We’ve all been there. You’ve just taken possibly your best picture of the day and the subject says ‘No!’ – or ‘you can’t take my photo’. Fortunately, it happens very rarely but when it does, how should you react?

Well, let’s start with the legal standpoint. In almost all circumstances, provided your are on public land and not cause nuisance, alarm, harassment or distress, you are perfectly within your rights to photograph who you wish, whether they like it or not. If they don’t like it, what do you do? There are a number of possibilities . . .

Well, you could agree with them and either don’t take their picture or delete the image you have just taken. For me, as a photojournalist, the latter goes against the grain and is a last resort. You will need to make a judgement as to how much you want that picture (or to what extent you will not back down as a matter of principle). If the person is twice your size, extremely angry, aggressive or threatening, you may think it’s worth backing off. Move on and find someone else. If you feel you are in control of the situation, however, I would suggest you persevere.

Whist out shooting with a group of course students in Shoreditch last weekend*, we were challenged by some kind of ‘street enforcement officer’ with a fluorescent jacket who noticed that a few of us had taken his picture. He demanded to know what we were doing and why we were doing it – and told us to stop. He was quite aggressive and it would have been easy to back down. But no, why should we? So I smiled, calmly explained that we were perfectly within our rights, were doing nothing wrong and that it was none of his business. His reaction? He grumbled a bit and stormed off, knowing full well that he didn’t have a leg to stand on.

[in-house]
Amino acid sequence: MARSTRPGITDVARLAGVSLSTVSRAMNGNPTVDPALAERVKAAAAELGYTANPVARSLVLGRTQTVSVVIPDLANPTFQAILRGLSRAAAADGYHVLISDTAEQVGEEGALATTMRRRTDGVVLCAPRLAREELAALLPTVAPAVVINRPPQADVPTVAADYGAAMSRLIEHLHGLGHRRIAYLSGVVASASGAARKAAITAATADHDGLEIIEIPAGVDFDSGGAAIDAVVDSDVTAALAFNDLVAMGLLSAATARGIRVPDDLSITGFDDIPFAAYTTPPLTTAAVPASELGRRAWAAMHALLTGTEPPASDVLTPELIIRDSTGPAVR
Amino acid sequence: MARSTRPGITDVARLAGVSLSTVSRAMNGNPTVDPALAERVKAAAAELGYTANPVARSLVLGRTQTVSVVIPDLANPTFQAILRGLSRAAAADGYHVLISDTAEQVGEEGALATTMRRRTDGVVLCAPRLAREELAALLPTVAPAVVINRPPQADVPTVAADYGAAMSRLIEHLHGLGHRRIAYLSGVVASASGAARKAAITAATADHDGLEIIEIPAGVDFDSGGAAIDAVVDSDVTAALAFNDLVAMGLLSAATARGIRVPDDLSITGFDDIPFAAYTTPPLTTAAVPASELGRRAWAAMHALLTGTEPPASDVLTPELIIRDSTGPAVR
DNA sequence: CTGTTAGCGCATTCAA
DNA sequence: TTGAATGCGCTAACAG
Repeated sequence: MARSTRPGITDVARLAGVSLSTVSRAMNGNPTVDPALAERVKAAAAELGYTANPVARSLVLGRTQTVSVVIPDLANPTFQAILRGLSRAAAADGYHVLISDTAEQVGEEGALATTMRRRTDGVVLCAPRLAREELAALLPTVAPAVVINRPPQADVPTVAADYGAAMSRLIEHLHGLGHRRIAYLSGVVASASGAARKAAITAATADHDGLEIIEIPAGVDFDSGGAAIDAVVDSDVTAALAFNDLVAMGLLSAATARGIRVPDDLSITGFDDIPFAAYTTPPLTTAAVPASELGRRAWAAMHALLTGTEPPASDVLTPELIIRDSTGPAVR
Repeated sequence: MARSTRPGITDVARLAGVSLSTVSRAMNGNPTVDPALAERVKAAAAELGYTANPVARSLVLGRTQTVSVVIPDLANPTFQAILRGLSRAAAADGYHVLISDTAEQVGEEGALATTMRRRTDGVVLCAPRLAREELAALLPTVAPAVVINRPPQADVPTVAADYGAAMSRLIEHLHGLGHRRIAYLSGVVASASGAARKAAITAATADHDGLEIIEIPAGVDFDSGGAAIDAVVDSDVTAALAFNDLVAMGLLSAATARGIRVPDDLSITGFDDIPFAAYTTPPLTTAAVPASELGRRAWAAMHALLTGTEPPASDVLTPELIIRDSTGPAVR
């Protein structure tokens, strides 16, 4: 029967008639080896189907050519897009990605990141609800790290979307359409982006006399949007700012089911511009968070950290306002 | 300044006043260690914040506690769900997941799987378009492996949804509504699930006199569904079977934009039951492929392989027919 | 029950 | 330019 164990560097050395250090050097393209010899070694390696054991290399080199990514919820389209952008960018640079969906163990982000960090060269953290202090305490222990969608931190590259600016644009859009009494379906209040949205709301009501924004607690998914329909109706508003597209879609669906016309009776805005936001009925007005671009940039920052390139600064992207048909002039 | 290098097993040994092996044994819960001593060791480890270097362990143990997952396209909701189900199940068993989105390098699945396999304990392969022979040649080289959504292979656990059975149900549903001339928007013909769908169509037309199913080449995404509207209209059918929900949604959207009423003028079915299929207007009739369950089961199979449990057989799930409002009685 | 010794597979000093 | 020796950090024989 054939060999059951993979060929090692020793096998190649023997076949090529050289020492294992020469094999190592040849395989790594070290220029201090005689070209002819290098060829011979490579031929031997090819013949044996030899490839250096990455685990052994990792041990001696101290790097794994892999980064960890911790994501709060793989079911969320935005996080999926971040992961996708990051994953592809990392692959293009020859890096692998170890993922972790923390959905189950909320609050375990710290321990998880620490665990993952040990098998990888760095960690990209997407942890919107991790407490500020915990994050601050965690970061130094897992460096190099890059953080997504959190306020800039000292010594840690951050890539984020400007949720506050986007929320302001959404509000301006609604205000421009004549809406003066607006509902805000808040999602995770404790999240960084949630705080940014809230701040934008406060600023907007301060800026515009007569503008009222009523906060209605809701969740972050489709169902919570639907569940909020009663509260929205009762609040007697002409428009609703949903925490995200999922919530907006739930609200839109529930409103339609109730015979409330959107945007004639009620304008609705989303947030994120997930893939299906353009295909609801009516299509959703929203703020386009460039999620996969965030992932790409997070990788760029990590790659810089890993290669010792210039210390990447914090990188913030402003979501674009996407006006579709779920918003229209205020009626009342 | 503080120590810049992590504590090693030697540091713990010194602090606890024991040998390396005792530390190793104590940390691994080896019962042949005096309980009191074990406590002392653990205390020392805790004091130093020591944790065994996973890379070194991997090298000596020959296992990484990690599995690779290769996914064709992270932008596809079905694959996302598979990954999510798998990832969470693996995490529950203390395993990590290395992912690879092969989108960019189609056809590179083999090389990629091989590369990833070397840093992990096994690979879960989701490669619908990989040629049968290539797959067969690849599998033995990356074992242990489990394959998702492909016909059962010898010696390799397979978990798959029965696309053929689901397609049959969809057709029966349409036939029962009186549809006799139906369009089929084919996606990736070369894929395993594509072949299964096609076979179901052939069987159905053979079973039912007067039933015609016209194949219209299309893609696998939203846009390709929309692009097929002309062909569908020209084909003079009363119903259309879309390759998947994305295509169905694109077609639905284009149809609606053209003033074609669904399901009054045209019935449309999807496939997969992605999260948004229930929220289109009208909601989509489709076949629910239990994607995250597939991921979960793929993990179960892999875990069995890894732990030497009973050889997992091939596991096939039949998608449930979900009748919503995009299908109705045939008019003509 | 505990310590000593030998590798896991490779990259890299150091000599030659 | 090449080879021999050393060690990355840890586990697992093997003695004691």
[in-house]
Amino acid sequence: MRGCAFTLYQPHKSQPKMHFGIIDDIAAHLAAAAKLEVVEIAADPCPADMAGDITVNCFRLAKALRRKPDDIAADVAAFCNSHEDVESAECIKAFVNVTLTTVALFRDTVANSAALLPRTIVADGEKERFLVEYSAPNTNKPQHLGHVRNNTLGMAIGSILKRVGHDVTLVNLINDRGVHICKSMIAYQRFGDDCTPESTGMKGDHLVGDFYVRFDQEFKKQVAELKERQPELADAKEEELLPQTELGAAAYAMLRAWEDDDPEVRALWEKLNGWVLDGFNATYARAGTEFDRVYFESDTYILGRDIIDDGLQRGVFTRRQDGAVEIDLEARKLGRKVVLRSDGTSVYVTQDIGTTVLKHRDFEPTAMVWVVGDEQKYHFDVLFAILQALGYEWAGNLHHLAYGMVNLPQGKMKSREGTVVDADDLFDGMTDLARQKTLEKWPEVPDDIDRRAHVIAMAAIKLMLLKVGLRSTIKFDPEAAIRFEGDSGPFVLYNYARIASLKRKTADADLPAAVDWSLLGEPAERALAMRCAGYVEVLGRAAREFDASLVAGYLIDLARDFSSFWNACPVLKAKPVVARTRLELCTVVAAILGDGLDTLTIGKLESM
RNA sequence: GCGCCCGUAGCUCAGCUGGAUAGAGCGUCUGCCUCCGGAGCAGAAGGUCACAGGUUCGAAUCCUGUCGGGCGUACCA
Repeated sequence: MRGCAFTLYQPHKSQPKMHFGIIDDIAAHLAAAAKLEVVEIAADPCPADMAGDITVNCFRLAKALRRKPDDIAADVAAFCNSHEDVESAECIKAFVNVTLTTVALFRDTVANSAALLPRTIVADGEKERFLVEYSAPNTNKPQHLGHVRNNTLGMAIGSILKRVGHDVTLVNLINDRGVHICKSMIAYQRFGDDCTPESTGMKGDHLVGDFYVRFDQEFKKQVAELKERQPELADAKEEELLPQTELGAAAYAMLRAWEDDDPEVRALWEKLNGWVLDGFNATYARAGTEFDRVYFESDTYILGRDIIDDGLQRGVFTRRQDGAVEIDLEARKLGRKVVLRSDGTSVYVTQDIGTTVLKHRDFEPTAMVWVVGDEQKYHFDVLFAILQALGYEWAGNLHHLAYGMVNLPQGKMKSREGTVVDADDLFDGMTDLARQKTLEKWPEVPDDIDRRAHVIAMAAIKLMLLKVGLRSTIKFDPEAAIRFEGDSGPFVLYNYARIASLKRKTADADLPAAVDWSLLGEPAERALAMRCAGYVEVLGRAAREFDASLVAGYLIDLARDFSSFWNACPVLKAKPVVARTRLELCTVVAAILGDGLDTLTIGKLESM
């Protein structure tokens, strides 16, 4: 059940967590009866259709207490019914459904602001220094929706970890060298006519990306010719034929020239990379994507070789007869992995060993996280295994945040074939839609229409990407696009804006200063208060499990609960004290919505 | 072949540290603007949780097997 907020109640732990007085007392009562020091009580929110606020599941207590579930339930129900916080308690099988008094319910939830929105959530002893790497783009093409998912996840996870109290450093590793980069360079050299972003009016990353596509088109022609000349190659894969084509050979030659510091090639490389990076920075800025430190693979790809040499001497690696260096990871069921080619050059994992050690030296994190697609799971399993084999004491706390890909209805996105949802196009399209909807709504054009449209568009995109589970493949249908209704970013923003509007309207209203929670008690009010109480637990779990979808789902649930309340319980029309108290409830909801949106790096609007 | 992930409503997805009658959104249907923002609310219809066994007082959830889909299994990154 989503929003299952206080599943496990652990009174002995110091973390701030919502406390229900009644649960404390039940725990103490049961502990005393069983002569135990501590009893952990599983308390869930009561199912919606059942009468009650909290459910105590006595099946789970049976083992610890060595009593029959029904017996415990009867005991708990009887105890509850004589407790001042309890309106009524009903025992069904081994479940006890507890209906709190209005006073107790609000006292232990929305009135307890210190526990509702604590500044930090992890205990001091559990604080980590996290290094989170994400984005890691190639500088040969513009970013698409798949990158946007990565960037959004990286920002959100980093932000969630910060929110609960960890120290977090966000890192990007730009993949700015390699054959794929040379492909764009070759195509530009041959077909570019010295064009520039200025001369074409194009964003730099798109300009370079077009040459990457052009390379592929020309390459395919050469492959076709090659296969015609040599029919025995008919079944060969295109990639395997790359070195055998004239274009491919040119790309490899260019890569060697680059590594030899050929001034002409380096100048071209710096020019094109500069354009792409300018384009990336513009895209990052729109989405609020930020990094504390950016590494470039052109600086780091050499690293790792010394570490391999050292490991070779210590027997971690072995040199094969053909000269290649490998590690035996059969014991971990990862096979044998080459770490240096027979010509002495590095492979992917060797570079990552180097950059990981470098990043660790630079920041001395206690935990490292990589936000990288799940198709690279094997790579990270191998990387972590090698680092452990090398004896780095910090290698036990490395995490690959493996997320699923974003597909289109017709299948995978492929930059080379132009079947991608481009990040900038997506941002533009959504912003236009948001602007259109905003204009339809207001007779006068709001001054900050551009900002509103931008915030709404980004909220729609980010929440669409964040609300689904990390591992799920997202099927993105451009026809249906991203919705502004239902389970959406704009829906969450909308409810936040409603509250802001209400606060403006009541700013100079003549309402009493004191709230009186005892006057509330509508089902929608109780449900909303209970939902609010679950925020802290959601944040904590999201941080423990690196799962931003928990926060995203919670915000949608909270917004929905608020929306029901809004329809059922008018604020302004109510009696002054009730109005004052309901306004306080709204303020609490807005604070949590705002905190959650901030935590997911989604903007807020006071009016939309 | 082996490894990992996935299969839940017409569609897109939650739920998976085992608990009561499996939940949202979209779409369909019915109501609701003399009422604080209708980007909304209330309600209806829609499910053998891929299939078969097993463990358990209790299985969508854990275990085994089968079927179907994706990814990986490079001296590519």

(Actually, I’m glad this encounter took place because it gave me the perfect opportunity to put into practice something I had been explaining to students earlier about ethics and the law.)

So, assuming you intend to ‘win’, it may be just that the subject needs reassurance as to your motives. Often by saying that you’re a street photographer, or are working on a student / camera club photography project or something similar, the heat of the situation may well dissipate vente pfizer viagra.

Another tactic is simply to smile. A big smile is often disarming, almost always diffuses tension and leads to a conversation rather than a confrontation.

The best tactic, however, is refine your shooting technique to the point where you’re not spotted in the first place! There is plenty you can do to blend in and become ‘invisible’ on the streets. Read my previous blog article about this for some in-depth tips.

* I’ll see if I can update this post later with a few pics of the encounter.

10 TIPS TO IMPROVE YOUR STREET PHOTOGRAPHY

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